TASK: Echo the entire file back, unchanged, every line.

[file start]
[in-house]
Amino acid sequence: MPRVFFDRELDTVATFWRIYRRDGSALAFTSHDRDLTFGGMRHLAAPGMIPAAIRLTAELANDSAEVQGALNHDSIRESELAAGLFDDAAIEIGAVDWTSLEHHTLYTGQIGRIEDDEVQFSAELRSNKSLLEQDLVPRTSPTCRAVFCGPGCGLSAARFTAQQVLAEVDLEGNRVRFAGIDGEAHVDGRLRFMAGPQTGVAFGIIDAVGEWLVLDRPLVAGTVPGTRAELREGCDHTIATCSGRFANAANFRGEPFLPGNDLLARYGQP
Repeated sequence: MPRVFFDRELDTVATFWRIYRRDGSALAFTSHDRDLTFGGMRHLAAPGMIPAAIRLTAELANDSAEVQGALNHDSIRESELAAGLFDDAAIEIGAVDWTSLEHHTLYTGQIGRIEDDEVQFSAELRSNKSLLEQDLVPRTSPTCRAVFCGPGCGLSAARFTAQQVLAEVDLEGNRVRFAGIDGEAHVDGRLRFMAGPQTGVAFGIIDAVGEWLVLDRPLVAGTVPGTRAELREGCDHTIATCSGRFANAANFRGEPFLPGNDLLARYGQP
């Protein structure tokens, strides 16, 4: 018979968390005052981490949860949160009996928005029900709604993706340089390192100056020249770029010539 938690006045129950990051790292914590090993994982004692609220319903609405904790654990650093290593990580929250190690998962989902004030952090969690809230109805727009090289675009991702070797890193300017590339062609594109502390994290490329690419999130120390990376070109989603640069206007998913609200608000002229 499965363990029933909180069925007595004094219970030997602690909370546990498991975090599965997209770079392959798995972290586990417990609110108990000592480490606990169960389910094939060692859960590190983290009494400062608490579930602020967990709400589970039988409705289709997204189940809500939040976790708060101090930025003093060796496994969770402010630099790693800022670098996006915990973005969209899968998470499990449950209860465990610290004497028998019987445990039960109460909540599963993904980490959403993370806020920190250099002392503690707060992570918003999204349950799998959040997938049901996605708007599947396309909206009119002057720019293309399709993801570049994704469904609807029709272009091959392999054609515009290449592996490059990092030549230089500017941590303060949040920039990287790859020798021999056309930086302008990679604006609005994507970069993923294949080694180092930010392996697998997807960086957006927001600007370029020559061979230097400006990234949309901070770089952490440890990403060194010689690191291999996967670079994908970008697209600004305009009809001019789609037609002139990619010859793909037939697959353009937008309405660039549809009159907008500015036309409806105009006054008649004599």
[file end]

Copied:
[in-house]
Amino acid sequence: MPRVFFDRELDTVATFWRIYRRDGSALAFTSHDRDLTFGGMRHLAAPGMIPAAIRLTAELANDSAEVQGALNHDSIRESELAAGLFDDAAIEIGAVDWTSLEHHTLYTGQIGRIEDDEVQFSAELRSNKSLLEQDLVPRTSPTCRAVFCGPGCGLSAARFTAQQVLAEVDLEGNRVRFAGIDGEAHVDGRLRFMAGPQTGVAFGIIDAVGEWLVLDRPLVAGTVPGTRAELREGCDHTIATCSGRFANAANFRGEPFLPGNDLLARYGQP
Repeated sequence: MPRVFFDRELDTVATFWRIYRRDGSALAFTSHDRDLTFGGMRHLAAPGMIPAAIRLTAELANDSAEVQGALNHDSIRESELAAGLFDDAAIEIGAVDWTSLEHHTLYTGQIGRIEDDEVQFSAELRSNKSLLEQDLVPRTSPTCRAVFCGPGCGLSAARFTAQQVLAEVDLEGNRVRFAGIDGEAHVDGRLRFMAGPQTGVAFGIIDAVGEWLVLDRPLVAGTVPGTRAELREGCDHTIATCSGRFANAANFRGEPFLPGNDLLARYGQP
């Protein structure tokens, strides 16, 4: 018979968390005052981490949860949160009996928005029900709604993706340089390192100056020249770029010539 938690006045129950990051790292914590090993994982004692609220319903609405904790654990650093290593990580929250190690998962989902004030952090969690809230109805727009090289675009991702070797890193300017590339062609594109502390994290490329690419999130120390990376070109989603640069206007998913609200608000002229 499965363990029933909180069925007595004094219970030997602690909370546990498991975090599965997209770079392959798995972290586990417990609110108990000592480490606990169960389910094939060692859960590190983290009494400062608490579930602020967990709400589970039988409705289709997204189940809500939040976790708060101090930025003093060796496994969770402010630099790693800022670098996006915990973005969209899968998470499990449950209860465990610290004497028998019987445990039960109460909540599963993904980490959403993370806020920190250099002392503690707060992570918003999204349950799998959040997938049901996605708007599947396309909206009119002057720019293309399709993801570049994704469904609807029709272009091959392999054609515009290449592996490059990092030549230089500017941590303060949040920039990287790859020798021999056309930086302008990679604006609005994507970069993923294949080694180092930010392996697998997807960086957006927001600007370029020559061979230097400006990234949309901070770089952490440890990403060194010689690191291999996967670079994908970008697209600004305009009809001019789609037609002139990619010859793909037939697959353009937008309405660039549809009159907008500015036309409806105009006054008649004599």